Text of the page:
Ark. wades into net-metering debate

Source: Edward Klump, E&E News reporter • Posted: Wednesday, November 16, 2016

The state-by-state tussle over rooftop solar has arrived in Arkansas, where the future of net metering will play out over the next 12 to 18 months.

State lawmakers got the ball rolling last year when they passed legislation to adjust aspects of Arkansas’ net-metering regime, which uses a retail rate to credit customers for excess power sent to the grid. The Arkansas Public Service Commission (PSC) is now working through a two-part proceeding on the matter.

“The docket, I think, is really a reflection of the overall controversy surrounding net metering that you’ve seen in a lot of jurisdictions,” said Jordan Tinsley, an attorney who represents a group of large power users known as Arkansas Electric Energy Consumers Inc. (AEEC).

Regulators across the country have tried to juggle the interests of utilities, solar companies and consumers as they mull rate structures for excess power. Some parties worry solar customers’ use of the grid is being subsidized by non-solar residents, while supporters of net metering say solar benefits often go unappreciated.

The net-metering proceeding in Arkansas appears to be on a constructive and amicable path so far, though divisions are emerging.

The first phase involves issues such as grandfathering for existing solar users, treatment of large solar installations and whether solar leasing qualifies for net metering. A decision from the PSC on these items could come in 2016.

A second phase gets at the heart of net metering and whether the existing setup is in compliance with last year’s Act 827, which calls for rates that recover a utility’s full cost of service within each customer class. This part of the docket may boil down to a few questions.

“Does the rate level need to change? Does the rate structure need to change?” explained John Bethel, executive director at the PSC. “And if the answer to either of those questions is yes, how will that happen?”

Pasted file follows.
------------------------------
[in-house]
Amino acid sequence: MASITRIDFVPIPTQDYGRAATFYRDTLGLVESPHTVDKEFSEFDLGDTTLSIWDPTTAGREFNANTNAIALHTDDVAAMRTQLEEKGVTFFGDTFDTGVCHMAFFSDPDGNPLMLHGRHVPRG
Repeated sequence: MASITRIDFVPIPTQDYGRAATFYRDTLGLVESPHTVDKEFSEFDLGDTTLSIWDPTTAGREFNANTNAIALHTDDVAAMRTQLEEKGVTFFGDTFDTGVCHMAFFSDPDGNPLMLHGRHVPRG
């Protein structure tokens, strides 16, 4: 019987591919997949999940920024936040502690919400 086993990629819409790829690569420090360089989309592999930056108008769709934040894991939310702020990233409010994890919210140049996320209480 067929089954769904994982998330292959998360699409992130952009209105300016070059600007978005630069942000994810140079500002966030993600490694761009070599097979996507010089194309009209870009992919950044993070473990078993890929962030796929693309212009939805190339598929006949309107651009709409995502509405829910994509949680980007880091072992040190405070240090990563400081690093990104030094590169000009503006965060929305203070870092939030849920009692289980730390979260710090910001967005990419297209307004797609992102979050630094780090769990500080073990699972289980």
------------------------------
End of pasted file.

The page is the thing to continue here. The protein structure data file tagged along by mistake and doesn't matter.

The PSC established a working group that includes utilities and a number of advocacy groups to look at phase two. It should report back next year, so the commission may not make a decision on this section until late 2017 or early 2018.

Once a new net-metering system is in place, Bethel said each utility could “make a compliance filing that creates its own rate using the rate structure prescribed by the commission.”

Collaboration and ‘strong feelings’

The PSC is tackling the issue while net metering remains rather muted in Arkansas, whether that’s with solar or other renewable energy. Fewer than 500 customers were using net metering at the end of 2015 among power providers that file reports with the commission.

One of the big utility players in the state is Entergy Arkansas Inc. (EAI), an affiliate of New Orleans-based Entergy Corp. The company said it makes sense that customers can produce power.

“EAI also believes self-generating customers should have the ability to provide excess energy to the distribution grid,” the company said in a regulatory filing, “but they must do so in a way that does not harm EAI’s other customers or the communities we serve, either operationally or economically.”

Entergy Arkansas said it supports the use of the working group, but it said aspects of Act 827 on “cost-shifting make clear that the Arkansas Legislature shares the Company’s concern” about the effects of net metering.

Tinsley, who represents AEEC, said it’s likely that solar customers are being subsidized by other consumers because they still use electric transmission and distribution infrastructure.

“The rate design for residential net-metering customers needs to include some kind of rate component that will recover a portion of the utility’s fixed costs,” he said.